Voters will respond more favorably to a proposed project if they feel good about their schools. Parents want safe and secure schools, a caring and dedicated staff, a quality instructional program, on-going communications, frequent reporting of student progress and attractive facilities (including classrooms). They also want to feel welcomed at school. Prior to considering a referendum, an assessment should occur as to whether the community is supportive of the schools and if your parents feel good about the staff and schools. You need to determine if you have the level of support that will motivate room parents to become passionate about the project.

While it is important for the superintendent to be networking with the community, it is also important for each staff member to do his or her part in creating a partnership with parents that will be critical to the success of the campaign. One beginning step would be to provide a resource to the teachers that are found on FAIR's website about teacher-parent communication (Found in appendices of Educating the Community: A Superintendent's Guide to Gaining Public Support for Facilities [PDF]).


Ohio School Superintendent: “One of the approaches used in Ohio for referendum campaigns is to have parents conduct coffees in their homes to share information and gather input from the community.”


Community Engagement Specialist for an Architectural Firm: “This is an excellent idea. Using room parents never has to compromise the PTA/PTO groups at all. Phone numbers and email addresses can come from the school district's files if they share them prior to the 1028. The list of “room parents” could be given to the PAC for continuous updates, information and campaign events. I like that the responsibility for room parents is very manageable. Only 24-25 contacts will need to be made by each room parent, actually less since there may be as many as three room parents involved in the campaign. Peer to peer campaigning is nearly always the most effective approach, particularly when dealing with elementary parents.”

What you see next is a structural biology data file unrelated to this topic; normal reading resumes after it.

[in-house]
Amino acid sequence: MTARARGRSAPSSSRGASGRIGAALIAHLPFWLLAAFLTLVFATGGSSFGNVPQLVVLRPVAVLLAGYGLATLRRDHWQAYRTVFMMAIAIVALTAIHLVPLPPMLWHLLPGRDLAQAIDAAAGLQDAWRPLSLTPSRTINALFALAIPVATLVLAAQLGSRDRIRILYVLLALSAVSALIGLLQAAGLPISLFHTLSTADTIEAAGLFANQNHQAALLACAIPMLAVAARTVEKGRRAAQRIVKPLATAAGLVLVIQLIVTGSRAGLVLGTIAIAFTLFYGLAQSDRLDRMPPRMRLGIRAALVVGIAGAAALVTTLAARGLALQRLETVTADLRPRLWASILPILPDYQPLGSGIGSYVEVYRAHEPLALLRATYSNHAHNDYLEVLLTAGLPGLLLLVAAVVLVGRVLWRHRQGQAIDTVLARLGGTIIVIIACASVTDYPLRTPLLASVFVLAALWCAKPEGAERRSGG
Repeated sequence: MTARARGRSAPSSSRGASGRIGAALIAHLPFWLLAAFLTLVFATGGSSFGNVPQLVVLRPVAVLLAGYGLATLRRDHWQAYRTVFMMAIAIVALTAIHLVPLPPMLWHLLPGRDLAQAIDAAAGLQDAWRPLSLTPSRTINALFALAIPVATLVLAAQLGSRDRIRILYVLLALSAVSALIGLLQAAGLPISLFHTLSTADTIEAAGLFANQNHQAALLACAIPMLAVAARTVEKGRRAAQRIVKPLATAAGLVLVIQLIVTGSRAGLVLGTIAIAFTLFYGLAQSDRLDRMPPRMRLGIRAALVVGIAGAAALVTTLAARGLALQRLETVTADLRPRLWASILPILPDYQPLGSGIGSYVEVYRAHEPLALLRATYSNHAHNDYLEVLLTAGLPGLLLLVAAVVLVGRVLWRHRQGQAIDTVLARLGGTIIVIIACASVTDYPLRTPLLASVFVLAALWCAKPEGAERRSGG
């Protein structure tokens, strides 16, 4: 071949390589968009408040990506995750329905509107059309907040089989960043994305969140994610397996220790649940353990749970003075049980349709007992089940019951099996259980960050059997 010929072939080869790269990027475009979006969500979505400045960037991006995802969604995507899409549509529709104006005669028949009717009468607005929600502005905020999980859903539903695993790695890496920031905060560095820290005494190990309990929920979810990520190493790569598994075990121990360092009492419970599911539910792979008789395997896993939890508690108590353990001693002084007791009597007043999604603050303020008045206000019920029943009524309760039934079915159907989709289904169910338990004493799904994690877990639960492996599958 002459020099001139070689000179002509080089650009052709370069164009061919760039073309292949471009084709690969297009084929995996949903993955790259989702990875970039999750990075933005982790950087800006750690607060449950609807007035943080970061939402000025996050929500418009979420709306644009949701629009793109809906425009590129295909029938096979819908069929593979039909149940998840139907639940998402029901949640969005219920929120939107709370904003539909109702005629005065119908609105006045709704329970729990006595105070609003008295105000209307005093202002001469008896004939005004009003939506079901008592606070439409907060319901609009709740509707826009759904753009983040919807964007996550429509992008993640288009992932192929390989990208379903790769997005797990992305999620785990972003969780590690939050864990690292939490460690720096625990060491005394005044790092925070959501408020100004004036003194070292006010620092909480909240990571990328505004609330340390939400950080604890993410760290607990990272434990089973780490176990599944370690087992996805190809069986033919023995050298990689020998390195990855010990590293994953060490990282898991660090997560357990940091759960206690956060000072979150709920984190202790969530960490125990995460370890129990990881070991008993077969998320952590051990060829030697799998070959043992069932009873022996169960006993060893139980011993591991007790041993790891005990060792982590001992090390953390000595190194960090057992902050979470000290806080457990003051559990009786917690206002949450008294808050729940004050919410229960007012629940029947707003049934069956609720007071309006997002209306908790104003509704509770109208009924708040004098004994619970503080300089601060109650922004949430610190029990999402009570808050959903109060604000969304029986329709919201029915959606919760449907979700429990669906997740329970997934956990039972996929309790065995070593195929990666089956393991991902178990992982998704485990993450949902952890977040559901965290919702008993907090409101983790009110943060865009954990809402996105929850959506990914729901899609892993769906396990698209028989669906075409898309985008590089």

Attorney: “The room parents should be recruited before the 1028 and preliminary determination hearing. The key is to make sure the principals aren't using the school's email system to communicate with the room parents after the 1028 and preliminary determination hearing. The room parents should set-up the email and phone lists prior to the 1028 and the preliminary determination hearing. The PTO/PTA officers and members can communicate all they want with parents off the school grounds.

One caution is that the PTO/PTA is an organization which uses school facilities, and therefore can't spend money to promote the project. The principals should remind the PTO/PTA officers that they can't spend their money on the campaign but they can use the ‘communication network’ to get out the word about the project.”